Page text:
Senator James Clark, Jr. was Maryland’s Senate President from 1979-1983 and a representative of Central Maryland for parts of four decades.
Born in 1918 to federal judge James Clark Sr. and Johns Hopkins descendant Alda Hopkins Clark, James Jr. spent his formative years at Keewaydin Farm in Ellicott City. The third of four sons born to the couple, young James would begin a life of service at an early age.
James would attend Fork Union Military Academy in Fork Union, Virginia where he would graduate in 1936. He’d go on to Iowa State College in 1947 where he’d receive a degree in animal husbandry in 1941.
Feeling a need to join in the fight for freedom in World War II, James would volunteer for service in the United States Air Force upon his graduation from college. He’d serve for four years in the 442nd Troop Carrier Group of the 303rd Squadron and return home near the final conclusion of the war in 1945.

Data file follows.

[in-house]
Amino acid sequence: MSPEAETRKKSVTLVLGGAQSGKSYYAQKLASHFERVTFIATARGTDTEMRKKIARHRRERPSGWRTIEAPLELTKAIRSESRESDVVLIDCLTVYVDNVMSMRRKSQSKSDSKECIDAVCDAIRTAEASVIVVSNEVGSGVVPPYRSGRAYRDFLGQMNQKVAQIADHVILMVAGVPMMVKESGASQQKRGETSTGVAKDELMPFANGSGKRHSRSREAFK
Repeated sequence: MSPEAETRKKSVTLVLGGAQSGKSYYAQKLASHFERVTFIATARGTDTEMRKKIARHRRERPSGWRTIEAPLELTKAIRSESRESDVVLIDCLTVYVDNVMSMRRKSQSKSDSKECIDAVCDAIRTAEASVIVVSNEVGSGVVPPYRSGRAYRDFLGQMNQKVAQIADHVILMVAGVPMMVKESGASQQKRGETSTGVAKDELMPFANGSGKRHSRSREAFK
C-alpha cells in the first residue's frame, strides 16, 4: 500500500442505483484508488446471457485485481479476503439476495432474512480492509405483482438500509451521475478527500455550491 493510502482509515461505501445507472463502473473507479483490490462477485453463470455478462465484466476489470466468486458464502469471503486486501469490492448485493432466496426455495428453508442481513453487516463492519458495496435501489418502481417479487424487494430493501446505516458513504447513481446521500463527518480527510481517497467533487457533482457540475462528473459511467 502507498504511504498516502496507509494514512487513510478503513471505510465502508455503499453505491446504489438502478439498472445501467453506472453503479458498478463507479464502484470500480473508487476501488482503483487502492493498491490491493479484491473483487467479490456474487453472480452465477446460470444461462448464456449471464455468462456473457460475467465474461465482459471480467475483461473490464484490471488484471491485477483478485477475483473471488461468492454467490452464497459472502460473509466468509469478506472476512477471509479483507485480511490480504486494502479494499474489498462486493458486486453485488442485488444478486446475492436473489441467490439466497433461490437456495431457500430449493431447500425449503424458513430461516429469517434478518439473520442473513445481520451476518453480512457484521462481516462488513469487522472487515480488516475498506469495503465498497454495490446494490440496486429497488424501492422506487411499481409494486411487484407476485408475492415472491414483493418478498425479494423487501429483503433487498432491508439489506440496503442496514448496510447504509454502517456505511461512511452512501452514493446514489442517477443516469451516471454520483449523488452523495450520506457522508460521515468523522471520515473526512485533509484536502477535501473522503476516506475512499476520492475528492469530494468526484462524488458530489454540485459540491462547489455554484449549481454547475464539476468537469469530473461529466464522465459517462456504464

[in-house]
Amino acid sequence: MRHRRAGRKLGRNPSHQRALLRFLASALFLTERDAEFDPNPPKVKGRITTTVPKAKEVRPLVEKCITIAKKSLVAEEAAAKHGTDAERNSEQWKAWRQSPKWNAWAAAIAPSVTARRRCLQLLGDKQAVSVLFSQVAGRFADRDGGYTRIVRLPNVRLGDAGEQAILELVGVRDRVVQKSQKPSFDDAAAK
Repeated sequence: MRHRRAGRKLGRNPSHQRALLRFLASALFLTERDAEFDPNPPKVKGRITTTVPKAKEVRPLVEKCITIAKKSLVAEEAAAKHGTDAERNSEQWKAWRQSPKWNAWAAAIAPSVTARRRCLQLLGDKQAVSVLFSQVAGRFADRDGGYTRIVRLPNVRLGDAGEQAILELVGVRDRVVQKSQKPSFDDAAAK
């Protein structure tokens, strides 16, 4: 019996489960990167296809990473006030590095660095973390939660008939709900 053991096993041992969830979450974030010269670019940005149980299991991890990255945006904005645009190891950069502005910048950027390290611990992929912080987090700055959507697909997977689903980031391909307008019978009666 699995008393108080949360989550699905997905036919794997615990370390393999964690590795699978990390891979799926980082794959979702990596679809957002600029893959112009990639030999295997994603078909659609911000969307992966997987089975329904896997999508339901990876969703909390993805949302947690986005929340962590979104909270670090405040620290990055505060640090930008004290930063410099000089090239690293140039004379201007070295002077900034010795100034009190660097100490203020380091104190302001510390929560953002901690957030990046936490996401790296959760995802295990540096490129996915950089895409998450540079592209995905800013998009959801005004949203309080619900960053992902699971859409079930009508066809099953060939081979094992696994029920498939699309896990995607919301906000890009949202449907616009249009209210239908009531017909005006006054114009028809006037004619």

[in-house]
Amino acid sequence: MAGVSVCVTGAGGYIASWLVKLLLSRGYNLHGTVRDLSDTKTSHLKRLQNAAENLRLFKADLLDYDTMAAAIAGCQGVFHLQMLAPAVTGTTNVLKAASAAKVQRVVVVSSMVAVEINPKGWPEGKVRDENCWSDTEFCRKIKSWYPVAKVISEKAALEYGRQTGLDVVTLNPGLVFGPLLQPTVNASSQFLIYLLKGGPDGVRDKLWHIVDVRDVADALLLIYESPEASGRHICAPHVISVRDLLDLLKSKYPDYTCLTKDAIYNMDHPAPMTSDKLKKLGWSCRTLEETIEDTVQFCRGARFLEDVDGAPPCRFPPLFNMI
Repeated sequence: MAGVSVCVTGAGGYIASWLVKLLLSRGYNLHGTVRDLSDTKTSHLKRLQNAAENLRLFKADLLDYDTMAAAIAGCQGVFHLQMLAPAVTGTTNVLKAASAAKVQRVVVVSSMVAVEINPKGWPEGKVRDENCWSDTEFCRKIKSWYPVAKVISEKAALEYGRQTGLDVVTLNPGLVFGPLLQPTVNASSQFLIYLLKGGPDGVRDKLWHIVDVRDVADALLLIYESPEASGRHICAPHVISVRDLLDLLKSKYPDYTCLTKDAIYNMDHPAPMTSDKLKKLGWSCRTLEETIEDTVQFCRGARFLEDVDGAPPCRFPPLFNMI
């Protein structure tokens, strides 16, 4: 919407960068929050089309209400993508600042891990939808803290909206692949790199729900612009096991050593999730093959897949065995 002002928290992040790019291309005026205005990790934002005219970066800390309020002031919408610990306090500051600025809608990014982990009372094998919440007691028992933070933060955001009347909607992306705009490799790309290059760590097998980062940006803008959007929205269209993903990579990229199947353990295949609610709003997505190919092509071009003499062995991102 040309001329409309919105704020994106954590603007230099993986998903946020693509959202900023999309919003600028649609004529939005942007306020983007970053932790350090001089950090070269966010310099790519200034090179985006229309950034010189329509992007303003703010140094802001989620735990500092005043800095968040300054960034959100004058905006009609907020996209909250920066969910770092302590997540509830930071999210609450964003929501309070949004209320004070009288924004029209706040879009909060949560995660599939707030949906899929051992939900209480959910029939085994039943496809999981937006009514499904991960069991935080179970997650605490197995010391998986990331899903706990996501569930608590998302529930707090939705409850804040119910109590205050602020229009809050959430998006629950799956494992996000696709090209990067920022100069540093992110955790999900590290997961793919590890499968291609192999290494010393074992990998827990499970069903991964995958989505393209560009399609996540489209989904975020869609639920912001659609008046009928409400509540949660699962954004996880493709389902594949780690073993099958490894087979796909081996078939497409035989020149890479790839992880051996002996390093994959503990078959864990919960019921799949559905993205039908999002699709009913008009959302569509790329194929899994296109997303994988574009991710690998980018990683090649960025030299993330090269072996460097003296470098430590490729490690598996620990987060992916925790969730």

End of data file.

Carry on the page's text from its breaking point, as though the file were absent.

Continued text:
Upon his return home, Clark would put his education to work. He’d marry the former Lillian Hawkins in 1946 and they’d move back to his family farm property and begin their life together. They’d ultimately raise cattle and run a dairy operation in addition to welcoming four children (Mark, Priscilla, Martha Anne, and Jaime).
Clark would begin his tenure in public service upon taking office in the House of Delegates in 1959 where he’d serve for one term until moving to the State Senate in 1963. Clark would then serve in the Senate from 1963 until 1986 and concurrently as Maryland’s Senate President from 1979-1982.
As Senate President, he’d prove a steady hand leading Maryland from the 1970s into the 1980s and was known for his dedication to civil rights, fiscal responsibility, and responsible budgeting. Recognized nationally, he’d be selected to serve as a member of the President’s Commission on Pension Policy by President Jimmy Carter and also serve as the Chairman of the National Balance the Budget Amendment Committee.
Clark would retire from the Maryland Senate in 1986 and return back home to his farm in Ellicott City. He’d stay active in his community as both a Board Member of The Columbia Bank and as the President of the Howard County Conservancy. He’d pass away in 2006 leaving behind a life-long legacy of service to all Marylanders.